2. Teach and show Australian children that healthily home grown Australian music is highly valued by Australians, and is just as good as any music of non-Australian origin, or music based on a non-Australian genre, or music composed, produced and distributed by non-Australian musicians and companies.

3. In our present pandemic situation, generously fund and facilitate the creation and local community performances of uniquely Australian music content, by Australian born and raised composers.

4. When the coronavirus pandemic subsides, fund healthy, safe live local music events directed and staffed by local Australian musicians, and endorsed by local Australian Aboriginal Elders as fully supportive of our sovereign Australian cultures and ecologies, instead of draining Australia’s music coffers by importing or promoting “big names” who don’t actually need promotion, and who often put youth audiences at risk by staging drug-ridden megaconcerts, and then depart, taking our funds with them.

Copyright ©️ Elizabeth Sheppard 2020. All Rights Reserved.

When I began Postgraduate composition studies at the Australian National University School of Music, Canberra in January 2020, my academic skills were, to say the least, a bit rusty. But having lived through and survived the Australian summer bushfire crisis, the effects of the devastating hailstorm that hit Canberra, and the Covid-19 pandemic that followed, in Semester 2 2020 I’m continuing with my Postgraduate studies, working at upgrading my academic and technology skills with expert help, ploughing on with composition, writing my thesis, and preparing video presentations.

Click on the link below to see what I’m doing at ANU this Semester.


ANU School of Music (aka Llewellyn Hall) and its web of dedicated multidisciplinary music performers and researchers, is both challenging and inspiring. ANU Chancellor Julie Bishop, Vice-Chancellor Brian Schmidt and Professor Kim Cunio are the driving forces behind this Australian Music School, that welcomes talented musicians from diverse backgrounds to explore, perform and develop uniquely Australian, and often cross-cultural, musical repertoires. Currently, ANU music students include hip hop artists, gaming music researchers, orchestral musicians, jazz musicians, community music specialists, audio engineering trainees, music therapists, Indigenous composers, opera singers, musicologists, ethnomusicologists, and diverse ethnic musicians who specialise in performing and recording culture-based traditional music. Their talent and diversity, together with the reliable support of the ANU School of Music admin and academic team, and the admin and academic Colleges that support them, makes every encounter, whether live, or on Zoom, an informative, productive, collaborative adventure.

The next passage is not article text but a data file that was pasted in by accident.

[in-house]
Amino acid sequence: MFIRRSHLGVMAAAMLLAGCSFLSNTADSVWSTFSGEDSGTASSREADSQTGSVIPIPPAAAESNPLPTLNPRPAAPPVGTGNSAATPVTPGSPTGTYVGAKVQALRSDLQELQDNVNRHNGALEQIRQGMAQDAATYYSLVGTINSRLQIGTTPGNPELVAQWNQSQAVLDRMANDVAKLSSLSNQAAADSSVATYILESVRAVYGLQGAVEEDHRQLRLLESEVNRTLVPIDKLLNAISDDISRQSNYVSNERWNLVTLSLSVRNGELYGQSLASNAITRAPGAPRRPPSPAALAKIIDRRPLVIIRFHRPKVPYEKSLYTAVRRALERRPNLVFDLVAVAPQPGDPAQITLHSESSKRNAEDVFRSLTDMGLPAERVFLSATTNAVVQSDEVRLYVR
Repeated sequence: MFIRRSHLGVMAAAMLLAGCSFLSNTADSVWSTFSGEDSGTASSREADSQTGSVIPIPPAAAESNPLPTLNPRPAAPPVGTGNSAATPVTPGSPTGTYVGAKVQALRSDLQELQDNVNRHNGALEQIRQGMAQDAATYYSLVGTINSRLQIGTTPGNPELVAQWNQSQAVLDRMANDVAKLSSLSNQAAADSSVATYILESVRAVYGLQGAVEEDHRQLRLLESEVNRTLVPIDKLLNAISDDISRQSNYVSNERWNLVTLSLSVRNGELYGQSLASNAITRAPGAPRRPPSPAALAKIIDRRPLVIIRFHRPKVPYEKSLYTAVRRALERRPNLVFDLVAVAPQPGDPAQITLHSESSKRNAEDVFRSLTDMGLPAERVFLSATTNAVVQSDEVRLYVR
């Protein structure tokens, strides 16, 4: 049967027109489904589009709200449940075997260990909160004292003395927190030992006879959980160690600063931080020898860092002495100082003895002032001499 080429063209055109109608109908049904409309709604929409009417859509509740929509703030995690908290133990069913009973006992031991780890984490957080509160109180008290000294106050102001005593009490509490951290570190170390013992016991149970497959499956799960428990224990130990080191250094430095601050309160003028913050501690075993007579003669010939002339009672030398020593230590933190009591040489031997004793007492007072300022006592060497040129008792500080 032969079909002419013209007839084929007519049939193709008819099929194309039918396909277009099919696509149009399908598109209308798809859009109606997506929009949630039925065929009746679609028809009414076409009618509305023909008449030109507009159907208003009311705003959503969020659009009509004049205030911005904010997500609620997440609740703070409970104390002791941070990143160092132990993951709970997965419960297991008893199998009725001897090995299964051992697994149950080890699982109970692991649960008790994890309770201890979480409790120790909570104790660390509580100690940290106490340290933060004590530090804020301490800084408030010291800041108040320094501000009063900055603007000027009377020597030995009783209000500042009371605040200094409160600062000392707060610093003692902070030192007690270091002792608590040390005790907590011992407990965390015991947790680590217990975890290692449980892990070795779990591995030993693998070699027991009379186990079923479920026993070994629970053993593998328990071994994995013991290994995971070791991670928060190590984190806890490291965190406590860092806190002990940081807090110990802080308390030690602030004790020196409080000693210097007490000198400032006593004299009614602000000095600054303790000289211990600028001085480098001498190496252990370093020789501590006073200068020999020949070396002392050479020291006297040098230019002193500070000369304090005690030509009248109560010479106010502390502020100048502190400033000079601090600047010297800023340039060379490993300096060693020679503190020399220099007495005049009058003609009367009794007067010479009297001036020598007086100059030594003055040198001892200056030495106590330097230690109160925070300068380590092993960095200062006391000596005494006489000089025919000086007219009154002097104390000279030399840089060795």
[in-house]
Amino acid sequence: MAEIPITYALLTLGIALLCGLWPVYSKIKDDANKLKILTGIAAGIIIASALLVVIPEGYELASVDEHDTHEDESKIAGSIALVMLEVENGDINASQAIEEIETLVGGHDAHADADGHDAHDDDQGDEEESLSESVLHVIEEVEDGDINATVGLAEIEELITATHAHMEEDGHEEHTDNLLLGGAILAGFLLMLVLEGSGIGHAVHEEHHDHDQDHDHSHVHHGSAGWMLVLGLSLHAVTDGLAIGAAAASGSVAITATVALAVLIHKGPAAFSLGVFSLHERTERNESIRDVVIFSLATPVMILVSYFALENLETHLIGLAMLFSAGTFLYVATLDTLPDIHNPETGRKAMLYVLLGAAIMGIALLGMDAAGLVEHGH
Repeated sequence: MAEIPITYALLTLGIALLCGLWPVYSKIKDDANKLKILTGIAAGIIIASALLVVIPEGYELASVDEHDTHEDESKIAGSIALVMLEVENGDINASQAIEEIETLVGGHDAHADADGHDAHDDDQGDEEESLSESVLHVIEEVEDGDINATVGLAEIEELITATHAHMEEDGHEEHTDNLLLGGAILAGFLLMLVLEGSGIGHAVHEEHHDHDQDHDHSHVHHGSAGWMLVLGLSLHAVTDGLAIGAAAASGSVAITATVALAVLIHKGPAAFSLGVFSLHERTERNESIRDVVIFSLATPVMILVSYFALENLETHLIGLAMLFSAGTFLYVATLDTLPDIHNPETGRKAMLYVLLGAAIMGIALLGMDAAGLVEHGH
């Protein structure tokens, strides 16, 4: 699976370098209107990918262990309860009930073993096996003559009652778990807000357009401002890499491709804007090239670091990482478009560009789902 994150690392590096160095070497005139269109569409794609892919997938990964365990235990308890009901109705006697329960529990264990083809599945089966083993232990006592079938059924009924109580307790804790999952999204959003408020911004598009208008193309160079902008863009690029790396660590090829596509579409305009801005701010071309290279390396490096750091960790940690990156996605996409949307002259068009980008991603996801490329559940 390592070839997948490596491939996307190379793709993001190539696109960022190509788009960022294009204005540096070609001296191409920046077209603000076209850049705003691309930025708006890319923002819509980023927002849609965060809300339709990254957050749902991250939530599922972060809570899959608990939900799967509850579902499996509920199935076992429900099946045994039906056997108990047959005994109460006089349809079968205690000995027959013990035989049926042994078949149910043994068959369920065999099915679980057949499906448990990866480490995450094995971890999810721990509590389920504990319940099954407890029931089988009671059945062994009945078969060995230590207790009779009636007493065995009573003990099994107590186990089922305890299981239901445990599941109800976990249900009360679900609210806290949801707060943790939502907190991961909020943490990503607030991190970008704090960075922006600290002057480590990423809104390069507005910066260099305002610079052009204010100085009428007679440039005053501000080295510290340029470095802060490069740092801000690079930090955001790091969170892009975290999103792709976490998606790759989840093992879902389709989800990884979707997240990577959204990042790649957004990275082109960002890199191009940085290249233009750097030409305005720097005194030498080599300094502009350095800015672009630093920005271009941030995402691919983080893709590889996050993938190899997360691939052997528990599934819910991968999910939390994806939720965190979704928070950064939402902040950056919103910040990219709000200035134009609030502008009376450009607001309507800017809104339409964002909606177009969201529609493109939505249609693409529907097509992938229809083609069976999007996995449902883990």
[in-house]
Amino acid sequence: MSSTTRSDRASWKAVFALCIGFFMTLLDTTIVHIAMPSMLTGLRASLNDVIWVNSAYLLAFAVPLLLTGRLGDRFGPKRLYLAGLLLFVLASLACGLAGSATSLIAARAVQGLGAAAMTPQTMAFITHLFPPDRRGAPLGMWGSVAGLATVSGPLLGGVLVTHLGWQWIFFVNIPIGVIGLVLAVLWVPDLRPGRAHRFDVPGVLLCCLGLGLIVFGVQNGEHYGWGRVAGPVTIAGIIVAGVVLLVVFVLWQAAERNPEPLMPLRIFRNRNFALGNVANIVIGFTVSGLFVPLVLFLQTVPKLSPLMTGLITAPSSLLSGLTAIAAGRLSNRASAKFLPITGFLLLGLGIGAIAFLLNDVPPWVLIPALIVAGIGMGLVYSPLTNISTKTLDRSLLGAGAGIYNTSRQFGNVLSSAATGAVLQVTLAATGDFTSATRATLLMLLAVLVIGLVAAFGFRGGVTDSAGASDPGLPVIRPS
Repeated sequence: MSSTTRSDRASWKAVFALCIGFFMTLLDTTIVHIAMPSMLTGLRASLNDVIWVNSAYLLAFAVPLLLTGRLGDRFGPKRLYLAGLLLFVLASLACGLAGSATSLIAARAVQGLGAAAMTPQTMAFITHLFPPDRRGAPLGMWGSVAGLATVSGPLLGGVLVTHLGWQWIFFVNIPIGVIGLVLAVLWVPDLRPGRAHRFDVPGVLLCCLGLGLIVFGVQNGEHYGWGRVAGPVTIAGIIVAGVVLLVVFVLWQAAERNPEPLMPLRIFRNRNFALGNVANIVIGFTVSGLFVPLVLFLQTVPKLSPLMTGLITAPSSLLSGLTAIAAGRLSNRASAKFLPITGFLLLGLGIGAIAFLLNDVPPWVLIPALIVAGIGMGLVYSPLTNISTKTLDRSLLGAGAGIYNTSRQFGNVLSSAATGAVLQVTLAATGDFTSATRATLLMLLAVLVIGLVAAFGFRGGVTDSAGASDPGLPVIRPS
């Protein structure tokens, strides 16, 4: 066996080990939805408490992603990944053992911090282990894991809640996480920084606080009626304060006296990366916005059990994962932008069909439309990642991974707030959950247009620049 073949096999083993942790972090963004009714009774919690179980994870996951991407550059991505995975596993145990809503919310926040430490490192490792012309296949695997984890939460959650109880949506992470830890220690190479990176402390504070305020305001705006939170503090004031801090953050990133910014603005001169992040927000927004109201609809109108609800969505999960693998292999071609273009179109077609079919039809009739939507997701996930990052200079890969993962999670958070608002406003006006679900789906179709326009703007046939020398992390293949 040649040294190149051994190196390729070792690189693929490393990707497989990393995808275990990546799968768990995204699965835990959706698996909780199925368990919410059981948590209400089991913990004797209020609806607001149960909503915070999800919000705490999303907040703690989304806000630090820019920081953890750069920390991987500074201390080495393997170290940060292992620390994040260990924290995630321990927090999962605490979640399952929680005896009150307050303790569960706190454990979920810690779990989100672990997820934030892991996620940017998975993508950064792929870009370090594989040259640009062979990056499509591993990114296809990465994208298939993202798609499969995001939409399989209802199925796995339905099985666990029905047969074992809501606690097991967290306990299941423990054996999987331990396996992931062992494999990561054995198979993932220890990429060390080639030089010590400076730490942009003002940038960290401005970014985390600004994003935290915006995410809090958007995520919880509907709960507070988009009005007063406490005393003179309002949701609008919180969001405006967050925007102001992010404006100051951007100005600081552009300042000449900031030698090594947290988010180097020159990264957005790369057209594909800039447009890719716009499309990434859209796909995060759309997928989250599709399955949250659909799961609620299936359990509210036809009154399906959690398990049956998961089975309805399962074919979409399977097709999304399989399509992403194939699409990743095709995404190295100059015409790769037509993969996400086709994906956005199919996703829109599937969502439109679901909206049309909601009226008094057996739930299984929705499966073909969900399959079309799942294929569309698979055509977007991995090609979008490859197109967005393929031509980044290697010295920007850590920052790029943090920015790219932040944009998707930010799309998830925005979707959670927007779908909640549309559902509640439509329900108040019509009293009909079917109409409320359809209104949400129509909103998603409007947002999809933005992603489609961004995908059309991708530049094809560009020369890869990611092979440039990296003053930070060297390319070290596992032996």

So, on with the music!

Copyright ©️ Elizabeth Sheppard 2020. All Rights Reserved.

As Australia comes to terms with COVID-19 protocols, musicians and composers are working out how to “do” music online. If we had a choice, live music would win. These photos of our Ngarra Burria Composers recording sessions at the Australian National University Studio in 2017-2018, and the first Ngarra Burria concert at Eora Aboriginal College in 2017, show how contemporary musicians (Claire Edwardes, Ensemble Offspring, and the five inaugural Ngarra Burria composers Rhyan Clapham, Brenda Gifford, Troy Russell, Tim Gray and myself) normally work together, in close proximity, to make music. But it is also possible, as demonstrated by the brilliant Lux Aeterna virtual choir a few years back, to gather in virtual spaces to make great music. The current COVID-19 crisis is pushing musicians and composers towards online collaboration. And as an accommodation to social distancing, Italian balcony music also seems to have taken off! So despite my advanced years, and my unfamiliarity with webcams, video conferencing, podcasting, and Skype, I’ve decided to jump into making balcony music, video conferencing, jamming and broadcasting virtual music online. Yes, I do have a balcony – in fact, two balconies! And hearing Mikey O’Neil’s presentation on interactive gaming music at ANU School of Music last week was a great introduction to crafting multiple responsive loops.